Unfortunately, the script cannot support the neat conceit, and somewhere a little over the halfway point the story takes a sharp left turn into Dickhead Junction and never finds its way home. It’s a pity too, because director Adam Robitel (Insidious: The Last Key) does good work here framing the diabolically clever puzzle rooms, with an upside down dive bar location where the floor drops away a piece at a time being a highlight.

Performance-wise the cast are mostly fine, with Deborah Ann Woll and Tyler Labine doing their usual schtick and Russell providing an appealing enough wide eyed earnest protagonist, however the film simply doesn’t know when, or how, to end and offers a baffling array of epilogues and cack-handed twists that simply don’t work.

Sadly, the biggest puzzle of Escape Room is why they didn’t spend a little more developing such a promising idea.

 
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Border

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Tina (Eva Melander) is a Swedish border control officer with an almost preternatural ability to smell people’s emotional states, making her extremely effective at seeking out illicit carriers of contraband.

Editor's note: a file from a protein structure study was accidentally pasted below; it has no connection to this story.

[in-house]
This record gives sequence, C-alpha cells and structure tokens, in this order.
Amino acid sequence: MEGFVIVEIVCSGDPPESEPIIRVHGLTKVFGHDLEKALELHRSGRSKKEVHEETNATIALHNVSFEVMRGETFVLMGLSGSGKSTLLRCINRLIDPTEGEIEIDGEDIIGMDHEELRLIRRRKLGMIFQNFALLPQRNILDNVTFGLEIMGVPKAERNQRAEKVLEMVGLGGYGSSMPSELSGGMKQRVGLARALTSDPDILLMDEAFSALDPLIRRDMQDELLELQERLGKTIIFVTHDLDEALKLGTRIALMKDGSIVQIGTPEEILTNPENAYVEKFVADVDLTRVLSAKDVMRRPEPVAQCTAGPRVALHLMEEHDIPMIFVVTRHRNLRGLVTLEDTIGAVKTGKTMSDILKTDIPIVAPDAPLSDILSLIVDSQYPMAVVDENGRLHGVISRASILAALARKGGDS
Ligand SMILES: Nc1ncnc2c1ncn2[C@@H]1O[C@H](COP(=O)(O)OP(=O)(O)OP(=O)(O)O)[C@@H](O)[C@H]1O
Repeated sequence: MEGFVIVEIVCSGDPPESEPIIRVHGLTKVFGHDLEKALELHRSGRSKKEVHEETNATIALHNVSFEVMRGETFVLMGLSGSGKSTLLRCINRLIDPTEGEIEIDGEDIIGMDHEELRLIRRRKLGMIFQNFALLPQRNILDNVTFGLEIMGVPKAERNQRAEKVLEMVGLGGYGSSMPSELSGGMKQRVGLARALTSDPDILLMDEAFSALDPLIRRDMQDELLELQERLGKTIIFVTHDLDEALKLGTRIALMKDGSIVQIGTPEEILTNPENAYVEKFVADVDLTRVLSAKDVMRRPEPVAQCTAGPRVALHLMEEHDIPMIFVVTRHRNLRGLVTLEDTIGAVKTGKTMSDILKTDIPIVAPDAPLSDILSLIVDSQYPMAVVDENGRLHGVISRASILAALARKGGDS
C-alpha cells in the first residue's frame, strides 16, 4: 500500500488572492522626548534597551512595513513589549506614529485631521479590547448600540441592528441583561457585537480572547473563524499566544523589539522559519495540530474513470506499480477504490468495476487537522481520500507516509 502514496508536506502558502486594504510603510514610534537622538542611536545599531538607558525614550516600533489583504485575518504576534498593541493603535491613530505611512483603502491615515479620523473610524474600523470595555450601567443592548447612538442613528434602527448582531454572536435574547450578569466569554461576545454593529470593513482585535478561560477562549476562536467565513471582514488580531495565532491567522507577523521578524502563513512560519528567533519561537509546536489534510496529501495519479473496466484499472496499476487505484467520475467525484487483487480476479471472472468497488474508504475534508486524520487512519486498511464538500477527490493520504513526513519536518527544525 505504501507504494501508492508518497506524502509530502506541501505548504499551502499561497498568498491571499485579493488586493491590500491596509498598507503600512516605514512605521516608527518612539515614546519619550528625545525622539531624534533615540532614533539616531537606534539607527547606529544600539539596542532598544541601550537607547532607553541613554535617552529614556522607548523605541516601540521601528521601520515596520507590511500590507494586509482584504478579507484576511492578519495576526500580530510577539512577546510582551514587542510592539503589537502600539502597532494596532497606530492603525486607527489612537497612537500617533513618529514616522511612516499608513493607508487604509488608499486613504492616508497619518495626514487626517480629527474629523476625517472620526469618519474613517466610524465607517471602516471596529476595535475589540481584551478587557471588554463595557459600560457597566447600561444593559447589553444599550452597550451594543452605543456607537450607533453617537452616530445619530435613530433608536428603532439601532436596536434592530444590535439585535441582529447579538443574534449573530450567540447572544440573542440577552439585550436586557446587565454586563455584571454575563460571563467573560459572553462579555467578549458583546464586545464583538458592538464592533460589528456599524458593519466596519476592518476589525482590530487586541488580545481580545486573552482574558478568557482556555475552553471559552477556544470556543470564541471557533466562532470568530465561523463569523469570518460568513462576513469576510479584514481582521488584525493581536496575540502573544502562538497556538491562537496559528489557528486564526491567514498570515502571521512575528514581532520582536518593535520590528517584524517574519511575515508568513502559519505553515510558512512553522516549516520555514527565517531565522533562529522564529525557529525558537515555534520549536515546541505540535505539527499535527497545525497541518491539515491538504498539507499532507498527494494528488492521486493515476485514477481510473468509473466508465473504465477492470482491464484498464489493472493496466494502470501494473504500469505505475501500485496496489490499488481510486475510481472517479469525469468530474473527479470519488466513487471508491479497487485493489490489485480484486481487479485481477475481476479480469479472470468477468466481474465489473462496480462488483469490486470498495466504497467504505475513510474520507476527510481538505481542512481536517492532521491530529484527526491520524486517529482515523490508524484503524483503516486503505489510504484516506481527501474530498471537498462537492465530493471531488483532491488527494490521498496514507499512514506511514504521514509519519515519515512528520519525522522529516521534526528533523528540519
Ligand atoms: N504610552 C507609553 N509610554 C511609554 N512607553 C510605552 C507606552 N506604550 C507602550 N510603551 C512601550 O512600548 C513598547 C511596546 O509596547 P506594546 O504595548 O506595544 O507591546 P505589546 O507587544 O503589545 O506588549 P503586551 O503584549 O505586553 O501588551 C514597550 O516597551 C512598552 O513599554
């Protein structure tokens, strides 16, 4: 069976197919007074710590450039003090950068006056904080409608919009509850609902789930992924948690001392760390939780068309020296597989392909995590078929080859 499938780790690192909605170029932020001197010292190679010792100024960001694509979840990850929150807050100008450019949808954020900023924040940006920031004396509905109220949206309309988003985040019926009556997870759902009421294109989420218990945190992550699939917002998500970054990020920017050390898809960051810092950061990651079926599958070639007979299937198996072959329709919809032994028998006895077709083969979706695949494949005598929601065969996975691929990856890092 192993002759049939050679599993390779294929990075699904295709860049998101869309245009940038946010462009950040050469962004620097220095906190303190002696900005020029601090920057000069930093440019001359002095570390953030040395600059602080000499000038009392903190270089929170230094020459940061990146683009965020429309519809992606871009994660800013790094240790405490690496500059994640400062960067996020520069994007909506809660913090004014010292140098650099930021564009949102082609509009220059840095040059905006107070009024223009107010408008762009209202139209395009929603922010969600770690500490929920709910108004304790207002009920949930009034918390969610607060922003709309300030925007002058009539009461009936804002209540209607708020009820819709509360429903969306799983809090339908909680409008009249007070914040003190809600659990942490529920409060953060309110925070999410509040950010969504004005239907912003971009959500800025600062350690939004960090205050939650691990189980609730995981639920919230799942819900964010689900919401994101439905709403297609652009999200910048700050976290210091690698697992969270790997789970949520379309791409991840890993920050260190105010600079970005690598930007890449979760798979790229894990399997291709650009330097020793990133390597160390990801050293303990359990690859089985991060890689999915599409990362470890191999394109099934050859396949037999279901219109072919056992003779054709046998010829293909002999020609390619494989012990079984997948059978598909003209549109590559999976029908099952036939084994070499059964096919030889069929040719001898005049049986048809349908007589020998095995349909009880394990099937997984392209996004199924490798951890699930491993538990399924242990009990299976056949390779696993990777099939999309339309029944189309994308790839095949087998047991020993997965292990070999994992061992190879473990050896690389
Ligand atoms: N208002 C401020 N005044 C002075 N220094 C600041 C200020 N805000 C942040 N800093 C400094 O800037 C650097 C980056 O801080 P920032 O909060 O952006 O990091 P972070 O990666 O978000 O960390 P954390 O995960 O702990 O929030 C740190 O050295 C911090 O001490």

Her almost Neanderthal appearance (protruding teeth, heavy brow, bristled hair and thick set nose) and a lifetime of rejection and stares, makes her withdrawn and cautious of people’s intentions. She keeps to herself, living in a cabin in the woods where her only company is her feckless live-in boyfriend Roland (Jörgen Thorsson), who seems to love his show dogs more than her.  Her only other relationship is with her elderly father (Sten Ljunggren) who she visits often, though he suffers from dementia and struggles to remember her at times.

One day, while working at her border control station, Tina encounters Vore (Eero Milonoff) whose luggage she searches. Vore looks almost identical in appearance to Tina, same features, same teeth, though with a charismatic swagger and intensity that Tina struggles to shake off. Who is he? Where did he come from? Tina can’t ‘detect’ anything about Vore, he’s mysterious and intoxicating to her but she feels something dark and dangerous about him.